How do I increase what my child eats?
One of the techniques we use to increase what children will eat is to make very small changes to what they currently eat. It’s a technique that we call ‘food chaining’. Take one of the foods that you child currently eats, and make very small changes to it – one at a time.
What is the reasoning behind this approach?
We know that picky eater get overwhelmed by changes in their food. As adults, we might think that the difference between plain boiled rice and fried rice is no big deal. Our picky eaters see it as a huge deal. Suddenly the food looks different, smells different, tastes different and feels different. That is too much for them to manage. When you introduce tiny changes, you are keep things ‘underwhelming’ for your child. This is more likely to lead to change.
How do I make small changes to my child’s food?
Look at what your child currently eats and select a food that you can change. The key factor is to make very small changes.
If your child eats white rice, then add a little bit of olive oil or butter. When I say small – I mean tiny. Add about 1/8 of a teaspoon to your child’s rice. Then, if the child doesn’t object, add a tiny bit more oil or butter the week after. Once your child has accepted this change, then make another change. For example, you could put a little bit of onion salt or garlic salt in the cooking water. Add a tiny amount, 1/8 of a teaspoon, to the cooking water until your child is used to the taste. Now your child is accepting butter and onion salt in his rice. The next step is to add a tiny amount of a vegetable or meat that you know they eat. If they eat corn or chicken, add a tiny amount to the rice. Now you have chained from plain rice and have the beginnings of Fried Rice’. Overtime, you keep increasing the amount of food and flavours that you add to the rice. Keep adding plain rice at times. The important thing is to add foods in slowly in very small amounts. If you serve your child fried rice when they only eat plain boiled rice, they are going to reject it. If you make small changes over time, they adapt to the new food. Now you have 2 foods – plain rice and fried rice.
What sort of food do I change?
You can change anything that your child currently eats. If they love strawberry yoghurt, then add 1/8 teaspoon of another flavour of yoghurt and gradually increase it until your child accepts two flavours of yoghurt. If your child always eats tomato sauce (as in Heinz Ketchup) on their sausages, add 1/8 of a teaspoon of fresh pasta sauce to the tomato ketchup until they can eat 100% fresh tomato sauce. If they enjoy rice bubbles, put 1 piece of another cereal in their bowl.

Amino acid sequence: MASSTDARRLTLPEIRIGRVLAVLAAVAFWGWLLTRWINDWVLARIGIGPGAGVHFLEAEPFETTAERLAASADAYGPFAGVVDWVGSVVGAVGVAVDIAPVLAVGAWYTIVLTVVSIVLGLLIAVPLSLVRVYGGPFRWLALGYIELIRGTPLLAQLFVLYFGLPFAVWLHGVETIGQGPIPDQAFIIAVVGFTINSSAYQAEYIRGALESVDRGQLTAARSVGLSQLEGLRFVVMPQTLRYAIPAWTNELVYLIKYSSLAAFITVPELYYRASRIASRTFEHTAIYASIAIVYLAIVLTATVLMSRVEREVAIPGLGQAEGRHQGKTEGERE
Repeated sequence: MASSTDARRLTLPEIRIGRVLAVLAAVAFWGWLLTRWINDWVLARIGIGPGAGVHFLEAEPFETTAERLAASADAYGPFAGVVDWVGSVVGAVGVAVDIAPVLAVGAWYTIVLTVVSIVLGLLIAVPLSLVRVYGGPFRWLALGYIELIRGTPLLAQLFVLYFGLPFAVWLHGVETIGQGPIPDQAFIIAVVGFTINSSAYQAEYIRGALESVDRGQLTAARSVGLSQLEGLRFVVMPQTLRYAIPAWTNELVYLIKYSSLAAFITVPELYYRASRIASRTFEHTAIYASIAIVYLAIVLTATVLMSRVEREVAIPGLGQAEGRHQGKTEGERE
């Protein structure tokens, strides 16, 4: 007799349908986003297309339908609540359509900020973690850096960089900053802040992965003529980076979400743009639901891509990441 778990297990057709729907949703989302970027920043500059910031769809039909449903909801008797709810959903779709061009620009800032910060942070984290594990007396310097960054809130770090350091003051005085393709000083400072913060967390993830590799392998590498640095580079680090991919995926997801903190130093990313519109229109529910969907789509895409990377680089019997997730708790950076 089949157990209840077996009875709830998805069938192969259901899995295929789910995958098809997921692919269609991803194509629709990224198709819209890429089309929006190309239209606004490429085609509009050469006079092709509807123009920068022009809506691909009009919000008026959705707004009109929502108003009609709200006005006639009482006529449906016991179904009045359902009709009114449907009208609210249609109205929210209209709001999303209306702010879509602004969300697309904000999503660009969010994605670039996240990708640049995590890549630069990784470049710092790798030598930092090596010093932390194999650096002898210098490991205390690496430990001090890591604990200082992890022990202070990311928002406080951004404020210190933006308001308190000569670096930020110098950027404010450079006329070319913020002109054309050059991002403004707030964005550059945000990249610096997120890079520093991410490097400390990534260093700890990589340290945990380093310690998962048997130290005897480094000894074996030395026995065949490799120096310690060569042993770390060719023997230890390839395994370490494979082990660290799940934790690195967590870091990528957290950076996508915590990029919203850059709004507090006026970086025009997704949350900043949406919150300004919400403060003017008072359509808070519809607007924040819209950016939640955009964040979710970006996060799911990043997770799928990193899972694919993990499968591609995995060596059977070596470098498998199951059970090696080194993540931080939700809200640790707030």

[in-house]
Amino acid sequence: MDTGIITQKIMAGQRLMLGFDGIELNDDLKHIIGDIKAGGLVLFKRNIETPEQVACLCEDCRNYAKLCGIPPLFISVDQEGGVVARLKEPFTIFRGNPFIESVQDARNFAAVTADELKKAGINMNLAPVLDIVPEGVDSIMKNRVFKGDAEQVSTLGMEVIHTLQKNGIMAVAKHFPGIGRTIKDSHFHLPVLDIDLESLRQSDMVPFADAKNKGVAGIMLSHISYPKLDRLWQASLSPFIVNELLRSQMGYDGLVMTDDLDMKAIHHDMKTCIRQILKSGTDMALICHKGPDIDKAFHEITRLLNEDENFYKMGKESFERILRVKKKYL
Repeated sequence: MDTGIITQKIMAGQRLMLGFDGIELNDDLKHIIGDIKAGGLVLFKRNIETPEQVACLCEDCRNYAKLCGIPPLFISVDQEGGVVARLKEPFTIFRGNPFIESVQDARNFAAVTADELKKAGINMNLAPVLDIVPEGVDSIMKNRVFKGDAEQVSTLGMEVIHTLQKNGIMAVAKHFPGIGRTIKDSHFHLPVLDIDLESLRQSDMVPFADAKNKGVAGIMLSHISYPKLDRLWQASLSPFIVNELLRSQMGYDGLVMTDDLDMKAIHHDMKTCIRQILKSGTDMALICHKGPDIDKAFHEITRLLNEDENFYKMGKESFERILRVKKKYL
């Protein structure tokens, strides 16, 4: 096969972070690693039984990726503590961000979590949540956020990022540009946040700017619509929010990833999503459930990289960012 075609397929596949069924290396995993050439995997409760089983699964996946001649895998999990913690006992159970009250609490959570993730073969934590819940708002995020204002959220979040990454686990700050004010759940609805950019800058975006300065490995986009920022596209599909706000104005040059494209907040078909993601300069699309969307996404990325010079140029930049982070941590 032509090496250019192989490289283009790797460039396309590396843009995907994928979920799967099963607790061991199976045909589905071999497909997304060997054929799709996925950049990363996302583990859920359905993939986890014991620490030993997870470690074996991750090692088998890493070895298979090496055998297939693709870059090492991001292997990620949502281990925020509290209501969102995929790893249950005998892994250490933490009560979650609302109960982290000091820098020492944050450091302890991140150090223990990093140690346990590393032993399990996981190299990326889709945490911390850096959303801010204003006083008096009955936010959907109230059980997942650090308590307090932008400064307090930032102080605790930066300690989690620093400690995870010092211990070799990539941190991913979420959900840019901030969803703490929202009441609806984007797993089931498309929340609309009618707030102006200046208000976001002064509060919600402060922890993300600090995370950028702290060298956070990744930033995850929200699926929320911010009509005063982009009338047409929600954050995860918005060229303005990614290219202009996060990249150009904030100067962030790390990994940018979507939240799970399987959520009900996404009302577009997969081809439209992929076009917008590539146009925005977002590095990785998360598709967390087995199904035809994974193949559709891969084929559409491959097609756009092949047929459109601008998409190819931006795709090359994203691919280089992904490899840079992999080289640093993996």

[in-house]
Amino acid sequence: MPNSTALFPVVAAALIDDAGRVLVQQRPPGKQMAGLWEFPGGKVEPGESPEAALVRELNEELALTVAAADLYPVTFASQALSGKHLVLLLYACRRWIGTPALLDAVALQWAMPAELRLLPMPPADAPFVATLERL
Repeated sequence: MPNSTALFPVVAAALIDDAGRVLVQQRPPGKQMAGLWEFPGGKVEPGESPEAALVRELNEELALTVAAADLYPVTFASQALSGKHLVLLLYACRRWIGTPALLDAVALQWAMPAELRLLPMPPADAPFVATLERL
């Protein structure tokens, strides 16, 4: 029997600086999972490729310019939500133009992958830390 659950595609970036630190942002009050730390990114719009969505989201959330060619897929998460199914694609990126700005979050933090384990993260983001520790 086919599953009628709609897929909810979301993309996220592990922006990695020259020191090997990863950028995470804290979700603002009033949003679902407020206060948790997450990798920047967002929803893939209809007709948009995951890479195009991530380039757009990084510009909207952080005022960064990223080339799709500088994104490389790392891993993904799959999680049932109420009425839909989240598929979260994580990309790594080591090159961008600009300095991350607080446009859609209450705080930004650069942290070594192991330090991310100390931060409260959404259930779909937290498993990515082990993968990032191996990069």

What if they don’t like the food with the new ingredient?
There are a few options:
- Try it again a week later but use less of the ingredient you added
- Incorporate a different ingredient a week later
- Pick one of your child’s other foods and try adding another ingredient to that one
A key factor to feeding therapy for picky eaters is to make sure you don’t keep serving the same thing every day. If you keep serving the same thing, they have no opportunity to try new foods. The changes don’t have to be big, but your child needs to keep being exposed to tiny changes.
Isn’t that just sneaking food changes in?
Initially it looks like sneaking different foods in. You are actually building tolerance to tiny changes. Over time, you start to talk more about the changes. The goal is to make sure your child is proud of the fact that they can eat different foods and enjoys the experience.
Do I tell my child that I have added something different?
This varies with each child. Some children can cope when they know there are tiny changes in their food. Other children will refuse to try anything that has a change – often followed by a tantrum. It is our experience that children cope better if they don’t know when you initially start making changes. They tolerate a few of changes and then you can slowly talk about different foods.
Isn’t this going to take a long time?
In one word – yes! It takes time to turn a picky eater around. Some children respond quickly and add 20 new foods in 6 months. Other children take much longer. If your child currently eats 10 foods and in one year they learn to eat 5 new foods then that is really significant. They could learn to eat 5 new foods the year after – that means 10 new foods (and a total of 20 new foods). Hooray!
More picky eating tips
- It’s not about the vegetables
- Serve new foods in tiny portions
- Set regular mealtimes and snacks
- Involve your child in shopping and cooking
- What causes picky eating?
How do I get more help for my picky eater?
YukToYum is a feeding clinic in Bondi Junction. We are part of the early intervention clinic called OneOnOne Children’s Therapy. Our feeding therapists are Speech Pathologists and Occupational Therapist. We are trained to make picky eaters become adventurous eaters. We turn the Yuk into Yum. You can contact us on 80657837 or email us here.